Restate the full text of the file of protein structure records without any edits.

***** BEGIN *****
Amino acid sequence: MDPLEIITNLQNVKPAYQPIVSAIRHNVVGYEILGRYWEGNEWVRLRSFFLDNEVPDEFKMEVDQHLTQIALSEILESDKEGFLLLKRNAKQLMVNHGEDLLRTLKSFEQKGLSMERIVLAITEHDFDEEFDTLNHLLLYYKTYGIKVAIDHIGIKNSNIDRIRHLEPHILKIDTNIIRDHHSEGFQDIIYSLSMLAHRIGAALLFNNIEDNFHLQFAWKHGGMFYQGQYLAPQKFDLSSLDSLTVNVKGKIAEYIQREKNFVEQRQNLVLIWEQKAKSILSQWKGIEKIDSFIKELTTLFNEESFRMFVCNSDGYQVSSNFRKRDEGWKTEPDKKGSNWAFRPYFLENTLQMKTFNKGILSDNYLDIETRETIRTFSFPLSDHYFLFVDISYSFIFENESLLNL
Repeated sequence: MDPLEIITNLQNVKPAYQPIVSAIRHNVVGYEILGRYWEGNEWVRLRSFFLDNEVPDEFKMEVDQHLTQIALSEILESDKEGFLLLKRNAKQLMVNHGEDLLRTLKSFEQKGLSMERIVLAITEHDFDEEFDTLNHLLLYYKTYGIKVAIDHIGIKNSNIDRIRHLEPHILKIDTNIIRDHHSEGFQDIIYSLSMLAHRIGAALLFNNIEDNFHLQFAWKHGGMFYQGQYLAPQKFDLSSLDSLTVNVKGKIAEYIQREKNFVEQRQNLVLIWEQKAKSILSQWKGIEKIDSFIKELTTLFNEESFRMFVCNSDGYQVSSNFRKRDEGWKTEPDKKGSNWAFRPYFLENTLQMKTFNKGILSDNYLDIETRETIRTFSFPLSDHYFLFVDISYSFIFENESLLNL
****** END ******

Amino acid sequence: MDPLEIITNLQNVKPAYQPIVSAIRHNVVGYEILGRYWEGNEWVRLRSFFLDNEVPDEFKMEVDQHLTQIALSEILESDKEGFLLLKRNAKQLMVNHGEDLLRTLKSFEQKGLSMERIVLAITEHDFDEEFDTLNHLLLYYKTYGIKVAIDHIGIKNSNIDRIRHLEPHILKIDTNIIRDHHSEGFQDIIYSLSMLAHRIGAALLFNNIEDNFHLQFAWKHGGMFYQGQYLAPQKFDLSSLDSLTVNVKGKIAEYIQREKNFVEQRQNLVLIWEQKAKSILSQWKGIEKIDSFIKELTTLFNEESFRMFVCNSDGYQVSSNFRKRDEGWKTEPDKKGSNWAFRPYFLENTLQMKTFNKGILSDNYLDIETRETIRTFSFPLSDHYFLFVDISYSFIFENESLLNL
Repeated sequence: MDPLEIITNLQNVKPAYQPIVSAIRHNVVGYEILGRYWEGNEWVRLRSFFLDNEVPDEFKMEVDQHLTQIALSEILESDKEGFLLLKRNAKQLMVNHGEDLLRTLKSFEQKGLSMERIVLAITEHDFDEEFDTLNHLLLYYKTYGIKVAIDHIGIKNSNIDRIRHLEPHILKIDTNIIRDHHSEGFQDIIYSLSMLAHRIGAALLFNNIEDNFHLQFAWKHGGMFYQGQYLAPQKFDLSSLDSLTVNVKGKIAEYIQREKNFVEQRQNLVLIWEQKAKSILSQWKGIEKIDSFIKELTTLFNEESFRMFVCNSDGYQVSSNFRKRDEGWKTEPDKKGSNWAFRPYFLENTLQMKTFNKGILSDNYLDIETRETIRTFSFPLSDHYFLFVDISYSFIFENESLLNL